Happy (early) National Banana Bread Day! There’s a day for everything and Thursday, February 23rd is dedicated to this baked banana treat. It’s appropriate that I honor the holiday since I was (arbitrarily) given the nickname “Banana” in high school; there are few monikers that I respond to and “Banana” is right up there with “Sarah” and “Snix.” It happened when I called my best friend one afternoon and her mom yelled out, “Jenny, Banana’s on the phone!” Strange looks followed, but the sobriquet stuck and spread among my high school pals. At the time, I didn’t even like bananas (it was a texture thing). Anyhow, I am celebrating this day (and my friend Kira’s birthday) by baking lemon ginger banana bread mini muffins. If Kira were really here to enjoy them, I’d add chocolate chips, but since she’s not, I left them out.
I’ve baked banana bread twice in my life. When I was about 12 years old, I brought my Kids Can Cook recipe book (or something similar) over to the next door neighbors’ house with the intention of baking a loaf of banana bread with Margaret and Anna (then about six and four years old, respectively). Growing up, I spent a lot of time playing house with the girls next door, and, in addition to setting up a school house in their living room, baking was a necessary component for our make believe family. We measured each ingredient, following the steps so very carefully. I’m sure I pretended to be teaching them how to make a perfect loaf despite having no real experience myself. After biting into our moist golden brown creation, it became clear that we (read: I) had made a fatal error – I used tablespoons of salt instead of teaspoons. It was evident that Kids CAN’T Cook, at least not left to their own devices.
It took me 14 years to put that salty sweet behind me and try again. This second time, I was extra cognizant of the difference between a teaspoon and a tablespoon. Unfortunately, my dark metal pans and overenthusiastic oven caused the outer layer to burn, while the center was perfectly moist and fluffy. I cut this crispy crust off and as far as anyone was concerned, my banana bread was a success!
For my third attempt, I decided to trade in my loaf pan for mini muffin pans. For starters, this swap would fix the burning crust mistake from the last batch and also significantly reduce the baking time. More importantly, though, as my apple pie puffs proved, everything is more fun in bite-sized form. By baking mini muffins, I could also take advantage of the yellow mini cupcake holders Santa put in my stocking. I decided to do a spin on traditional banana bread and add lemon and ginger to the batter. I have a truckload of lemons from our trip to my cousin’s farm (more on that tomorrow) and my neighbor’s lemon tree, so I’m trying to use them for every dish (which isn’t a problem because I love lemons). Lucas and I love the combination of lemon and ginger, so I folded in some freshly grated ginger to be creative, having no idea whether it would taste good. The flavors definitely come through, but next time, I will add even more ginger just to make them a bit spicy. And, because nothing’s ever perfect, I forgot to add the salt this time (overcompensating for my childhood blunder, I suppose).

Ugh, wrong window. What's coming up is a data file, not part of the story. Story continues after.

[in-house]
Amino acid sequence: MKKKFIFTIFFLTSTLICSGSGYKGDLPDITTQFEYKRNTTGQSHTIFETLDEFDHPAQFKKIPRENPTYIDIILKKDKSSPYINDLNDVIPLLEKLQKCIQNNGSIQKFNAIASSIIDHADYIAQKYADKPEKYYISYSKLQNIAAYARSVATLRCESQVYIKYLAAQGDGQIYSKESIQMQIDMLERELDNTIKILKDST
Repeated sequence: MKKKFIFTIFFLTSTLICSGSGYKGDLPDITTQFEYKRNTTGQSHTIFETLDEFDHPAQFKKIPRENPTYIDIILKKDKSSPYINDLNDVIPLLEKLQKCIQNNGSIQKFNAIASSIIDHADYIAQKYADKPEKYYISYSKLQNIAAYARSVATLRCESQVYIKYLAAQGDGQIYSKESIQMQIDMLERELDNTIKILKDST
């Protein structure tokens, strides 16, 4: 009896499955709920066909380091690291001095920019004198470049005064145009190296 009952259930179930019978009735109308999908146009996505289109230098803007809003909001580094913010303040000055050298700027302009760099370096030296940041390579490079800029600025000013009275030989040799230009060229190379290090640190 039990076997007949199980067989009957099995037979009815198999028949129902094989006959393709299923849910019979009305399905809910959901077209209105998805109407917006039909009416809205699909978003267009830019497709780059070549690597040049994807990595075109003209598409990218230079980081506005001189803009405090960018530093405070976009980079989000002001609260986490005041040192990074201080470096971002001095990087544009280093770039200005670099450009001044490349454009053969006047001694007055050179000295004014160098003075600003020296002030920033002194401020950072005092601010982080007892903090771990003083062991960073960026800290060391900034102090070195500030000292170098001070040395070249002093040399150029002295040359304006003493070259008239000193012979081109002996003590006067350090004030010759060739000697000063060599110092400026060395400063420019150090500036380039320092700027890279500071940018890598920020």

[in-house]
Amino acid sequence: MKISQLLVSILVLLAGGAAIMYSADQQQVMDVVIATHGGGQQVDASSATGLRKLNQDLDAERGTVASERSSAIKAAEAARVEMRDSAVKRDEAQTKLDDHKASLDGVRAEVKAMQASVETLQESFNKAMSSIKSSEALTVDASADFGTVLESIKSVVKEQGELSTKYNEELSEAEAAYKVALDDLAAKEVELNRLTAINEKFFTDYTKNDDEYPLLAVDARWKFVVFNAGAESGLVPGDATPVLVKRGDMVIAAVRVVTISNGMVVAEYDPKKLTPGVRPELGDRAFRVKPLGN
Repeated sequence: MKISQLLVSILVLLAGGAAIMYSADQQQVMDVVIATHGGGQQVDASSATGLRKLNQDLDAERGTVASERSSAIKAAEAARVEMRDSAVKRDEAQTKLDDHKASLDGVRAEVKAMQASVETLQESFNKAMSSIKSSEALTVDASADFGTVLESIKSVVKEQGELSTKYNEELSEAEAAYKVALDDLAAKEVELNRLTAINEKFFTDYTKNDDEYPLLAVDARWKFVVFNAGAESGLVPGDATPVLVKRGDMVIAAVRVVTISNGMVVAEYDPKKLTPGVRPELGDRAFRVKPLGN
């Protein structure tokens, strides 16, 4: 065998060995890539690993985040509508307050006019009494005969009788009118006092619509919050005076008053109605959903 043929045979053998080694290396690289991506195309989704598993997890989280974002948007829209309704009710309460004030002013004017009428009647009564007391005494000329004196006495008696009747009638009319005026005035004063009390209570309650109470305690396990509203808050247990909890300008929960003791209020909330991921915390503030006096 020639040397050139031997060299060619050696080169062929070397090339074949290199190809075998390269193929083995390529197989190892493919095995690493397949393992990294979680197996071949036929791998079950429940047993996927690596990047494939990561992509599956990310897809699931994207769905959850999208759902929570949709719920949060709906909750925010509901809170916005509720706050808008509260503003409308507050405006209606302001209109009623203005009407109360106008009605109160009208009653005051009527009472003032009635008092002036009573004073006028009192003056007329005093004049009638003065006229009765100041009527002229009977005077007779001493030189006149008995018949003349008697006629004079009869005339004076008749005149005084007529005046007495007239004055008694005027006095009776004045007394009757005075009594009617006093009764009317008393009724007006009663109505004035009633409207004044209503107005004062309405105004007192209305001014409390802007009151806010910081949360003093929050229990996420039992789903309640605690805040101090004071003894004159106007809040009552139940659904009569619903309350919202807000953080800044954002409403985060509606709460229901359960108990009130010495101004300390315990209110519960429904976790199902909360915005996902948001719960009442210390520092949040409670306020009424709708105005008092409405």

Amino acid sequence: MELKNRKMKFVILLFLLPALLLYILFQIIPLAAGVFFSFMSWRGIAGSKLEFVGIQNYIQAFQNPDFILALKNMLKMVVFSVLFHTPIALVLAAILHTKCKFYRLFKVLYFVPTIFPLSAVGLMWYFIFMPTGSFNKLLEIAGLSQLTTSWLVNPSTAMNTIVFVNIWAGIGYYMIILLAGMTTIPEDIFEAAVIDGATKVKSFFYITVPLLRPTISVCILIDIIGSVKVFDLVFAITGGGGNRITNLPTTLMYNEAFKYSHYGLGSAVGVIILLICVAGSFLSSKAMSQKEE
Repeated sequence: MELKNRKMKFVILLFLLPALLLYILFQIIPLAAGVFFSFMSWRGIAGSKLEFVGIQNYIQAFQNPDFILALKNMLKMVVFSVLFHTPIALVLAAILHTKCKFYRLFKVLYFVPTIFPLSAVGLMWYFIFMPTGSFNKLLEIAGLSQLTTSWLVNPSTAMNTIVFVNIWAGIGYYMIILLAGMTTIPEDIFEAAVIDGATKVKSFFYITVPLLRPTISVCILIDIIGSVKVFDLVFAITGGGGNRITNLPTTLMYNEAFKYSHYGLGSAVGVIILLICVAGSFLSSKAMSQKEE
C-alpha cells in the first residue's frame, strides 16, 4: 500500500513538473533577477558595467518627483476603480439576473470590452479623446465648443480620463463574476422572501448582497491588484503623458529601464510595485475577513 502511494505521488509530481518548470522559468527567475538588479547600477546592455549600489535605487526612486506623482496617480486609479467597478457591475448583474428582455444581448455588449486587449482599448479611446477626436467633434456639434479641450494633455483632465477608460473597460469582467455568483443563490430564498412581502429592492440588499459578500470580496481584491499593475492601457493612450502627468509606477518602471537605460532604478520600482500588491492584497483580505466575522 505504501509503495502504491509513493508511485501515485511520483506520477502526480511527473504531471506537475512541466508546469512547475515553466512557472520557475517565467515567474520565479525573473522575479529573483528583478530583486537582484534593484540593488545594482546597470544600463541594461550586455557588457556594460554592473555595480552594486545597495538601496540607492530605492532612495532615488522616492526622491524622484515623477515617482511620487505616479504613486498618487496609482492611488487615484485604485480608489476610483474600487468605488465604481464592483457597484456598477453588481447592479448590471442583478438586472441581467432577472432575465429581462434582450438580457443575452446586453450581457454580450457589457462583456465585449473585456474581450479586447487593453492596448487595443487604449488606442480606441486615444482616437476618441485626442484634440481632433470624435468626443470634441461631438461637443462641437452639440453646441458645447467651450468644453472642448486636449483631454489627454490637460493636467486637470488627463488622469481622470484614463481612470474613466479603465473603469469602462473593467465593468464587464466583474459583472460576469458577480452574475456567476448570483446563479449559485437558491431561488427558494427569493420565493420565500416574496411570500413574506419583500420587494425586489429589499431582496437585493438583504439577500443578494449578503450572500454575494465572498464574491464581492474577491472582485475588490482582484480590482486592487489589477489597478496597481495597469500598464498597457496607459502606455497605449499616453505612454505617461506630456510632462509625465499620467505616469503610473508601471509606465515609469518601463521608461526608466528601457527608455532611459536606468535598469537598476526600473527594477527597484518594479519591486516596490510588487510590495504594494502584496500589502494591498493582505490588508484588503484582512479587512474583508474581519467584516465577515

Meyer lemon and ginger banana bread mini muffins
Makes 2 dozen
- ¼ cup unsalted butter, softened to room temperature
- ½ cup dark brown sugar, packed
- 1 large egg
- ½ teaspoon vanilla
- 1 Meyer lemon, zest and juice
- 1 teaspoon freshly grated ginger
- ½ teaspoon baking soda
- 1 cup flour
- 1/8 teaspoon salt
- 3 overripe bananas
- Optional: 24 walnut halves
- Preheat oven to 350ºF
- With an electric mixer or by hand, beat the butter and sugar until creamy. Add egg, vanilla, lemon juice and zest, and ginger. Beat until combined.
- Combine dry ingredients in a bowl. Slowly add dry ingredients to the butter mixture, beating until combined.
- Add bananas and beat until combined (there will still be chunks of banana, and this is good!)
- Pour into lined (or greased) mini muffin tins until ¾ full. Optional: top each muffin with a walnut piece.
- Bake until golden brown and a toothpick stuck in the middle comes out with just a few crumbs, 16-20 minutes.